HIPPA? What is the connection between HIPPA and a loaded clip?

    Like one poster mentioned, some states have large populations legally carrying weapons. Many of them are concealed. I've yet to hear of a problem in my state within anyone acting non-judiciously or inappropriately with a concealed firearm who was permitted to legally carry one. This population profoundly avoids publicity as it counters the usual purpose of having a concealed weapon. I'm emphasizing legally permitted and responsible use of loaded firearms, concealed or otherwise.

    On many federal properties, it is illegal to possess a loaded weapon, especially concealed. At other sites, that isn't so except for the "concealed" part. A weapon, loaded or otherwise, can be bad idea, especially with mind altering meds or pathologies. I'm sure some facilities don't have a weapons policy because it hasn't been a problem.

    I wouldn't necessarily be quick to contact the police. Perhaps in another situation, the client is an off-duty or retired law enforcement officer. Then too, maybe the person is a business man/woman who often carries large sums of money or valuables and routinely carries a weapon for protection. Many of these folks carry a weapon out of habit. I habitually carry my wallet, finger nail clippers, and a comb when leaving the house. Thus, I wouldn't find it necessarily unusual to discover a person carrying only a clip or an unloaded weapon as some facilities and businesses expressly prohibit them. The owner often will separate a weapon from ammo to be in compliance. Me personally, if possible, I'll retain the weapon as I don't want it stolen in case my parked car is burglarized, but I'm getting way off track again...

    Just some ideas to consider.
  8. by   ZASHAGALKA
    Texas' concealed carry law prohibits guns being brought into certain areas: banks, gov't buildings, and yes, hospitals.

    Every entrance to every hospital has a State Law notice that clearly states that the concealed carry law does NOT allow guns to be brought into hospitals. Every concealed carry course teaches this. It's part of the course.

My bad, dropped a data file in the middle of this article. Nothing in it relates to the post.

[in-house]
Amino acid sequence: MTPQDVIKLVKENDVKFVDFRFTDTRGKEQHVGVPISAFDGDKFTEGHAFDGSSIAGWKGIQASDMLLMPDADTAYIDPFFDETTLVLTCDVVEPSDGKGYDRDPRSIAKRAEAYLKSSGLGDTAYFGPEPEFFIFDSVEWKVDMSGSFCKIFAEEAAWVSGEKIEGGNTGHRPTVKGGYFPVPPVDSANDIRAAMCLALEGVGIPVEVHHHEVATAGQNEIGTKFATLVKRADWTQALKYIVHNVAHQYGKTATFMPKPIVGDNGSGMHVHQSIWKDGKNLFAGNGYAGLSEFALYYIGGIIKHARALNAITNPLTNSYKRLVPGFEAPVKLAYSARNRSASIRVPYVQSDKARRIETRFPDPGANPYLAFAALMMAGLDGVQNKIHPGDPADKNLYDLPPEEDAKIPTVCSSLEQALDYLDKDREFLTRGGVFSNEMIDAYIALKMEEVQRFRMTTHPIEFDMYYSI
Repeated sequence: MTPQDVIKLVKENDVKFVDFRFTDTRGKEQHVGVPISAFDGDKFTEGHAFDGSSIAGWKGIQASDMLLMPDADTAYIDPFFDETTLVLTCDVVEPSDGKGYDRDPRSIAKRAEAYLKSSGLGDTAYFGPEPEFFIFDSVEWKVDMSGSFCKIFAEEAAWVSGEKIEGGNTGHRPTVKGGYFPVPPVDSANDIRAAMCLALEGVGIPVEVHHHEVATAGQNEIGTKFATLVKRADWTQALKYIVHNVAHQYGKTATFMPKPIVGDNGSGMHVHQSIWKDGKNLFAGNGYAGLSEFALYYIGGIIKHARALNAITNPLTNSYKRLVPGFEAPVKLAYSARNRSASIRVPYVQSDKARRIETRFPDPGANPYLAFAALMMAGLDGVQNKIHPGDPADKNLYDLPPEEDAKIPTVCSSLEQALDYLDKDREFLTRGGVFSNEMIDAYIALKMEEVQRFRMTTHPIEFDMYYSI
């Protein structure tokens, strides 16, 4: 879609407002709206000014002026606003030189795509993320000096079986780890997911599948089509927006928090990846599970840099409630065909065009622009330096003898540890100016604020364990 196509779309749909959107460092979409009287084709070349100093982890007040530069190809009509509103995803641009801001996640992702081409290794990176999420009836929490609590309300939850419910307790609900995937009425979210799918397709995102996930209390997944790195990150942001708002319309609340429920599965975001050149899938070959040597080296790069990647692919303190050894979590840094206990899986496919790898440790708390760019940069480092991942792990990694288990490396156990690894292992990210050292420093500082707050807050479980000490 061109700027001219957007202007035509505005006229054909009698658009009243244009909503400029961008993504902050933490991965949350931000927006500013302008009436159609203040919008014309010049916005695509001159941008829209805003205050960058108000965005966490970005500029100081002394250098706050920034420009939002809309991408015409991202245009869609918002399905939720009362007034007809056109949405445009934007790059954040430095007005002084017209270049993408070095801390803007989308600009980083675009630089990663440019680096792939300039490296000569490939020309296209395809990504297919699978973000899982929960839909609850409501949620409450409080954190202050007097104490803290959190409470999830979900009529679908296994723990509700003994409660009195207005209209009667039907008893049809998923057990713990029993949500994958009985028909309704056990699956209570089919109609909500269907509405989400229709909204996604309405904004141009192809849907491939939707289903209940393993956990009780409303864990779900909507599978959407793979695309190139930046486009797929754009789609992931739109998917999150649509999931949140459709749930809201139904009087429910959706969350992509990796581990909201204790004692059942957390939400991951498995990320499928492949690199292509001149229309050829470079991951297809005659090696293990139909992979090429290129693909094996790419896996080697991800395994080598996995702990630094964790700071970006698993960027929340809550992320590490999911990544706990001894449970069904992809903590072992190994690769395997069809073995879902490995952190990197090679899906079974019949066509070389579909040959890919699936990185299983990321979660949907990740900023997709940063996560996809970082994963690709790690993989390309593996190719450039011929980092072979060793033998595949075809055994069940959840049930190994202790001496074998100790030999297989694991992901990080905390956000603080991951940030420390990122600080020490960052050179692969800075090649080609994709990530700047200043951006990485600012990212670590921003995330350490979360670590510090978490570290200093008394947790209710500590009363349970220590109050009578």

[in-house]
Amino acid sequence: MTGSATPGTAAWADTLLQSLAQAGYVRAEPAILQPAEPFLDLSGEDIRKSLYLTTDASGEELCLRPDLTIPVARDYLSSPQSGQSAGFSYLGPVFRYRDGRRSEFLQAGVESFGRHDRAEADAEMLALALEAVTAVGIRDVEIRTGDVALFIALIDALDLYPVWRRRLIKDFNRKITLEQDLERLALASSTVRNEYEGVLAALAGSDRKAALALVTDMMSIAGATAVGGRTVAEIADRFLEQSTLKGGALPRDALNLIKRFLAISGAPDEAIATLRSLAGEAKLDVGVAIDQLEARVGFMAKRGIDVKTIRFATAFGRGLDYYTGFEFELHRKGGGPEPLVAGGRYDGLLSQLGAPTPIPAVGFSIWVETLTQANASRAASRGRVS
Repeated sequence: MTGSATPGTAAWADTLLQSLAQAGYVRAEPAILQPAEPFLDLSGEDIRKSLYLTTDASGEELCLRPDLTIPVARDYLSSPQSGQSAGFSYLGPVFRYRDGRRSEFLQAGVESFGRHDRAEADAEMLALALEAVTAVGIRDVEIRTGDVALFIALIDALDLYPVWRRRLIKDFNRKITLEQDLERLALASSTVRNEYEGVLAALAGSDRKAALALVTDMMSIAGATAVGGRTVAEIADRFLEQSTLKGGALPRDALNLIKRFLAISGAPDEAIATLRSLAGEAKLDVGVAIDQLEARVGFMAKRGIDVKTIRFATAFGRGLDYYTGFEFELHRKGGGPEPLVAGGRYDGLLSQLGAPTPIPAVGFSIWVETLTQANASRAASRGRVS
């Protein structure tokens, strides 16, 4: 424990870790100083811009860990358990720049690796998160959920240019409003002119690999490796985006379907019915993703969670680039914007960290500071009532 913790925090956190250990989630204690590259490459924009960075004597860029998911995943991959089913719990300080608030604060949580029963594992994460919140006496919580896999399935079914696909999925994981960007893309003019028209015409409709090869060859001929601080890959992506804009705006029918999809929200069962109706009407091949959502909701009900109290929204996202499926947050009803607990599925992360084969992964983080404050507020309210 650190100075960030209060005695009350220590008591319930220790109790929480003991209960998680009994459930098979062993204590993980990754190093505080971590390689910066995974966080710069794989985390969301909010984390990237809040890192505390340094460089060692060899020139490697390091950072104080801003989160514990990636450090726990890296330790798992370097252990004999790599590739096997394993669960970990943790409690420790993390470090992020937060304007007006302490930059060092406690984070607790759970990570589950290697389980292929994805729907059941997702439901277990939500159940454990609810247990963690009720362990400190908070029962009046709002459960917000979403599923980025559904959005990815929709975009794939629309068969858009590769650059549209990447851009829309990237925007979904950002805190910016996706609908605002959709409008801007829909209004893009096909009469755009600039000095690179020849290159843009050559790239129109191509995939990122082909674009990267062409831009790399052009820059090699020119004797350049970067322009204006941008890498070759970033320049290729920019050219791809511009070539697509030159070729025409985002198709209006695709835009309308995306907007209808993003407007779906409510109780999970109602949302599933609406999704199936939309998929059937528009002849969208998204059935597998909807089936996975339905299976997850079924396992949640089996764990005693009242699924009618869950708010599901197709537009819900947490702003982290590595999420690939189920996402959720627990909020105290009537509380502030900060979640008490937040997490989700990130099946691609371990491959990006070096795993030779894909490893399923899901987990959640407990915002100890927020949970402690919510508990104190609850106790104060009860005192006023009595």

That being said, I remember one time removing a loaded 9mm cocked and chambered with no safety from a confused old farmer that I was about to stick an IV into. . . He was just used to carrying, and for good reason. On further search, he had 1400 cash on him. . .

    (If I had been smart and unethical, I'd of not mentioned it and kept it. Talk about the perfect untraceable 'drop piece'! But that's my suspicion of gov't at work. In the end, I DID turn it over to the police and THEY returned it to the family. There was no bad or criminal intent, and so, no criminal sanction needed to address the issue.)

    ~faith,
    Timothy.
    Last edit by ZASHAGALKA on Apr 6, '07
  9. by   VivaLasViejas
    Quote from ZASHAGALKA
    Texas' concealed carry law prohibits guns being brought into certain areas: banks, gov't buildings, and yes, hospitals.

    Every entrance to every hospital has a State Law notice that clearly states that the concealed carry law does NOT allow guns to be brought into hospitals. Every concealed carry course teaches this. It's part of the course.

    That being said, I remember one time removing a loaded 9mm cocked and chambered with no safety from a confused old farmer that I was about to stick an IV into. . . He was just used to carrying, and for good reason. On further search, he had 1400 cash on him. . .

    (If I had been smart and unethical, I'd of not mentioned it and kept it. Talk about the perfect untraceable 'drop piece'! But that's my suspicion of gov't at work. In the end, I DID turn it over to the police and THEY returned it to the family. There was no bad or criminal intent, and so, no criminal sanction needed to address the issue.)

    ~faith,
    Timothy.
    I've taken police firearms training myself, and what I was taught was that there are certain places where you just don't take a gun---not even with a concealed-weapons permit (which I just renewed not too long ago, BTW): schools, churches, federal and state buildings, and HOSPITALS among them. This is really a no-brainer. So is the administration in the OP's original post.
  10. by   MsPiggy